Oil Trading Alert originally sent to subscribers on February 7, 2017, 9:25 AM.
Trading position (short-term; our opinion): Short positions (with a stop-loss order at $56.45 and an initial downside target at $45.81) are justified from the risk/reward perspective.
On Monday, crude oil lost 1.52% after oil investors reacted to Friday’s Baker Hughes’ report, which showed that U.S. drillers added 17 rigs, which was the 13th increase in the past 14 weeks. Thanks to this news light crude reversed and declined to the previously-broken short-term support/resistance line. Will it manage to stop oil bears in the coming days? Is it possible that the relationship between gold and crude oil give us more clues about oil’s future moves?
Let’s examine the charts below to find out (charts courtesy of http://stockcharts.com).
From the weekly perspective, we see that the overall situation in the medium term hasn’t changed much as crude oil is still trading in a narrow range between the previously-broken long-term red line and the red gap, which continues to keep gains in check since the beginning of the year.
Will the very short-term picture give us more clues about future moves? Let’s check.
Yesterday, we wrote the following:
(…) although crude oil moved a bit higher on Friday, the commodity is still trading in the blue consolidation under the red resistance zone. This means that as long as there is no breakout above the upper border of the formation a bigger move to the upside is not likely to be seen as the double (or even triple) top formation (created by the January 6, January 17 and Feb 2 peaks) continues to keep gains in check.
Additionally, the size of volume that accompanied Friday’s increase was smaller than day earlier during the decline, which may be the first sign of oil bulls’ weakness. (…)
Looking at the daily chart, we see that the situation developed in tune with our yesterday’s assumptions. Although light crude moved a bit higher after the market’s open, oil bulls didn’t manage to push the commodity above Friday’s high, showing their weakness. As a result, their opponents took control over the market and crude oil dropped the previously-broken orange declining line, which serves now as the nearest support.
What’s next? Although this short-term line could trigger a rebound, we should keep in mind that the daily CCI and the Stochastic Oscillator re-generated the sell signals, increasing the probability of further deterioration. If this is the case and light crude closes today’s session under the orange line, we’ll see an invalidation of the earlier breakout, which will give oil bears another important reason to act.
In this case, the next downside target will be around $51.70-$52.08, where the green support line based on the previous lows, the lower border of the blue consolidation and the 50-day moving average are.
Before we summarize today’s alert, let’s take a closer look at the relationship between gold and crude oil from the long-term perspective.
Looking at the above chart, we see that the gold-to-oil ratio slipped slightly below the 61.8% Fibonacci retracement (based on the entire July 2013-February 2016 upward move), but then reversed and rebounded. Thanks to this move the ratio invalidated the earlier small breakdown under this support level, which is a positive signal that suggests further improvement – especially when we factor in the current position of the indicators. As you see, the CCI and the Stochastic Oscillator generated the buy signals, which suggest that another attempt to move higher is just around the corner.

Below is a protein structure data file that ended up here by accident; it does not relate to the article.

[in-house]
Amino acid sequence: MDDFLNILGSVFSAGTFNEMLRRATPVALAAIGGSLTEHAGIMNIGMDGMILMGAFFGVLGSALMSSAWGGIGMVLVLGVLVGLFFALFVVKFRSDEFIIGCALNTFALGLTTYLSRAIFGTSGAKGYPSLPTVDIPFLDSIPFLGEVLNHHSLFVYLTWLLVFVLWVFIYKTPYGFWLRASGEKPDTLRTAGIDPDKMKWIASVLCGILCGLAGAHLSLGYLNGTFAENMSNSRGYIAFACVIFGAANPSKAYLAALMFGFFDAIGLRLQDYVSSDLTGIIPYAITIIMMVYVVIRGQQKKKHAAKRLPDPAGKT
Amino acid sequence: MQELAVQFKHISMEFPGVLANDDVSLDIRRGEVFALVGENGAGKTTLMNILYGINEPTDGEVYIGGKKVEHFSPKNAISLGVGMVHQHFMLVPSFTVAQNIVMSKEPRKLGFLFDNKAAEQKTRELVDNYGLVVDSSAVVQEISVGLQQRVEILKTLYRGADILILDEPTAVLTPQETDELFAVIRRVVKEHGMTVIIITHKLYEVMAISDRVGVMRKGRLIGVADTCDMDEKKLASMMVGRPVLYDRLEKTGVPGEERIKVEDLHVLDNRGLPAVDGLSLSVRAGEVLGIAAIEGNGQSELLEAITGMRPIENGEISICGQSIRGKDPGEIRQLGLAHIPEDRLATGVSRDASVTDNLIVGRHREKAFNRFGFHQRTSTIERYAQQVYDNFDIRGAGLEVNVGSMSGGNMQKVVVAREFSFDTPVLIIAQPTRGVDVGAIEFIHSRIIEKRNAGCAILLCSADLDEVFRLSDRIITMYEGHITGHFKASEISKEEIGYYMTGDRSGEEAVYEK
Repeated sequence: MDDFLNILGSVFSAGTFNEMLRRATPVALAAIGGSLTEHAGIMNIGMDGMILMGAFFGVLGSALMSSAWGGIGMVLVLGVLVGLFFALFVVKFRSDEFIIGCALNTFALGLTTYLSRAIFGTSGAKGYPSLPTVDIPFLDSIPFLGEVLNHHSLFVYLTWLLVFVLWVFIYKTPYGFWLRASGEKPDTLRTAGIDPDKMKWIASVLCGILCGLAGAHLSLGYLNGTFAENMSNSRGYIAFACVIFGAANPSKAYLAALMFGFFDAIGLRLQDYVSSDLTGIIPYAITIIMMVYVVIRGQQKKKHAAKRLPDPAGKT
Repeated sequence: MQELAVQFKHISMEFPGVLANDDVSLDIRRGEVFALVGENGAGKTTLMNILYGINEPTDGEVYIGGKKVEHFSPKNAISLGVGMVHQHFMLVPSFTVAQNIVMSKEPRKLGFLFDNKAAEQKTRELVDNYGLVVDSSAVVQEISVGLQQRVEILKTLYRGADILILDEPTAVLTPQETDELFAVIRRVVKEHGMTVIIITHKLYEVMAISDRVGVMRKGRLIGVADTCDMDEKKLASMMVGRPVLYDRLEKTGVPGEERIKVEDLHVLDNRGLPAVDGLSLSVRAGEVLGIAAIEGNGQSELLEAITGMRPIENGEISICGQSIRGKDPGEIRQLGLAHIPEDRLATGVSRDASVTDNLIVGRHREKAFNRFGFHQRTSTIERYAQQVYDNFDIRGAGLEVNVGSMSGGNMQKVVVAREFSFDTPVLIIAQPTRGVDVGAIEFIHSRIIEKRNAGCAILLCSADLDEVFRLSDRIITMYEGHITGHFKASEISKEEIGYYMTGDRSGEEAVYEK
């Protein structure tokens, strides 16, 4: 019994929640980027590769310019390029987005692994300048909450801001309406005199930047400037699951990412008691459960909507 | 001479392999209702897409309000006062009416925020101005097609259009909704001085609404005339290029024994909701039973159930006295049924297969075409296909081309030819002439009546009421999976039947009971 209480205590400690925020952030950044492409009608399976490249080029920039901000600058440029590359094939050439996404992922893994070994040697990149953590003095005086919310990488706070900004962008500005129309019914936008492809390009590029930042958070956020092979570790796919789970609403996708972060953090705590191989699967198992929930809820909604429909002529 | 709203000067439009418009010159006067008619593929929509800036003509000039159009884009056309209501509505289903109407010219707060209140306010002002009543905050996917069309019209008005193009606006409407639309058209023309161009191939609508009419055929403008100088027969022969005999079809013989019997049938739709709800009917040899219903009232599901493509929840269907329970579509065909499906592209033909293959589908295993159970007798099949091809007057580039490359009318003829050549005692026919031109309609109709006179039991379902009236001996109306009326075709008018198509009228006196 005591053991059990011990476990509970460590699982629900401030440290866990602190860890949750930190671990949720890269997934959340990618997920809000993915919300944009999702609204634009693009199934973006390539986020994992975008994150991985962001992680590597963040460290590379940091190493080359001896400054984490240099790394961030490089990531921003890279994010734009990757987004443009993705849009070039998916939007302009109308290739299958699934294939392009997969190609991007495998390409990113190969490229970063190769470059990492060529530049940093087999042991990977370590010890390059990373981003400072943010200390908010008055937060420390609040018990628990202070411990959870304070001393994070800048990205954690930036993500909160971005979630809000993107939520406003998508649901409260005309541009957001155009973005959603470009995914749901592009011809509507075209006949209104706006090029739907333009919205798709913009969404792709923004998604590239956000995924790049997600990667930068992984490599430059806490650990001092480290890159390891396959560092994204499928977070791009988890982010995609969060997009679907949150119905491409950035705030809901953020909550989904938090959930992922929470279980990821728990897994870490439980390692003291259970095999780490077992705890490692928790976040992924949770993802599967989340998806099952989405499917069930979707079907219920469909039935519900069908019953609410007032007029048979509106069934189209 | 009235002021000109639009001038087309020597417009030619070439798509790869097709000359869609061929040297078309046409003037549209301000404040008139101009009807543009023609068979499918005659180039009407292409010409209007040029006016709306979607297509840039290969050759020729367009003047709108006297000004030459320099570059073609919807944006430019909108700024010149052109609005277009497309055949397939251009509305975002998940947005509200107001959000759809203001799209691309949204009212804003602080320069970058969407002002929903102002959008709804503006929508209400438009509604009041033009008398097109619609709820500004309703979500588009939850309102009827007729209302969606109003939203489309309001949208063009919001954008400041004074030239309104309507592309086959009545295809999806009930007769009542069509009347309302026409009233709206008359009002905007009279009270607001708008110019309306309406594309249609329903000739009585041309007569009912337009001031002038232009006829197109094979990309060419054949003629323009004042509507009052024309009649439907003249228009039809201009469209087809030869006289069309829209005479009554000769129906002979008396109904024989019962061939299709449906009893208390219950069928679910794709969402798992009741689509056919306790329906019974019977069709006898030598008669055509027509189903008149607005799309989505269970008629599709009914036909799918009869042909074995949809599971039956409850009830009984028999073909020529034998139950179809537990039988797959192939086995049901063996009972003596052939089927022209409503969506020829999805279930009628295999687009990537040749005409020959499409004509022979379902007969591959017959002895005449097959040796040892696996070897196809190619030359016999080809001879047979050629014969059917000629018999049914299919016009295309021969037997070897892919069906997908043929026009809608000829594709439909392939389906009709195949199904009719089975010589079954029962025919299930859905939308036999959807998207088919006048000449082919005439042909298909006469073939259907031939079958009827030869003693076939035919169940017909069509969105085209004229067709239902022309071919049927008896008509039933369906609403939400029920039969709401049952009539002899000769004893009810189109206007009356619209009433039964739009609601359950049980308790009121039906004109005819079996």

What does it mean for crude oil? As you see on the above charts, may times in the past higher values of the ratio have corresponded to lower prices of light crude. We have seen this strong negative correlation in the second half of June 2008, between April and September 2011, between July 2013 and February 2016 and also between June and July 2016 (we marked all these periods with green), which suggests that another (smaller or bigger) rebound of the ratio will translate into lower values of crude oil in the coming days or even weeks. Therefore, in our opinion, it’s worth to keep an eye on the above chart to receive confirmation of the reversal.
Summing up, short positions continue to be justified as crude oil declined and came back to the previously-broken orange support line, which suggests that we’ll likely see an invalidation of the breakout above it in the coming day(s). This scenario is also supported by the sell signals generated by the daily indicators and the current situation in the gold-to-oil ratio (if you want to know more about this and other interesting ratios, we encourage to sign up to our monthly Oil Investment Updates).
Very short-term outlook: berish
Short-term outlook: mixed with bearish bias
MT outlook: mixed
LT outlook: mixed
Trading position (short-term; our opinion): Short positions (with a stop-loss order at $56.45 and an initial downside target at $45.81) are justified from the risk/reward perspective. We will keep you informed should anything change, or should we see a confirmation/invalidation of the above.
As a reminder – “initial target price” means exactly that – an “initial” one, it’s not a price level at which we suggest closing positions. If this becomes the case (like it did in the previous trade) we will refer to these levels as levels of exit orders (exactly as we’ve done previously). Stop-loss levels, however, are naturally not “initial”, but something that, in our opinion, might be entered as an order.
Forex & Oil Trading Strategist
Przemyslaw Radomski, CFA
Founder, Editor-in-chief, Gold & Silver Fund Manager
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